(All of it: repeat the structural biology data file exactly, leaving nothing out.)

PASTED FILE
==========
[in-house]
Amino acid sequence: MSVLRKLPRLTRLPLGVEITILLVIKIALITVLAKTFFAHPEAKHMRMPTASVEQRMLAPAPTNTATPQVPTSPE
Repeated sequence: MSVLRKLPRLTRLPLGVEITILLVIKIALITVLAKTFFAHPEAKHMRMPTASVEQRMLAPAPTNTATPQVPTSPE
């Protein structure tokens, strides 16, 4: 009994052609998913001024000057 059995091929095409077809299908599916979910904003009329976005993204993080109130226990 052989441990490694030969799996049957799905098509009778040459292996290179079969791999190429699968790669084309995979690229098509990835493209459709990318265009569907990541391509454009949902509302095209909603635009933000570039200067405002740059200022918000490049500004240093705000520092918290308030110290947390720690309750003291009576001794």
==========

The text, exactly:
[in-house]
Amino acid sequence: MSVLRKLPRLTRLPLGVEITILLVIKIALITVLAKTFFAHPEAKHMRMPTASVEQRMLAPAPTNTATPQVPTSPE
Repeated sequence: MSVLRKLPRLTRLPLGVEITILLVIKIALITVLAKTFFAHPEAKHMRMPTASVEQRMLAPAPTNTATPQVPTSPE
């Protein structure tokens, strides 16, 4: 009994052609998913001024000057 059995091929095409077809299908599916979910904003009329976005993204993080109130226990 052989441990490694030969799996049957799905098509009778040459292996290179079969791999190429699968790669084309995979690229098509990835493209459709990318265009569907990541391509454009949902509302095209909603635009933000570039200067405002740059200022918000490049500004240093705000520092918290308030110290947390720690309750003291009576001794």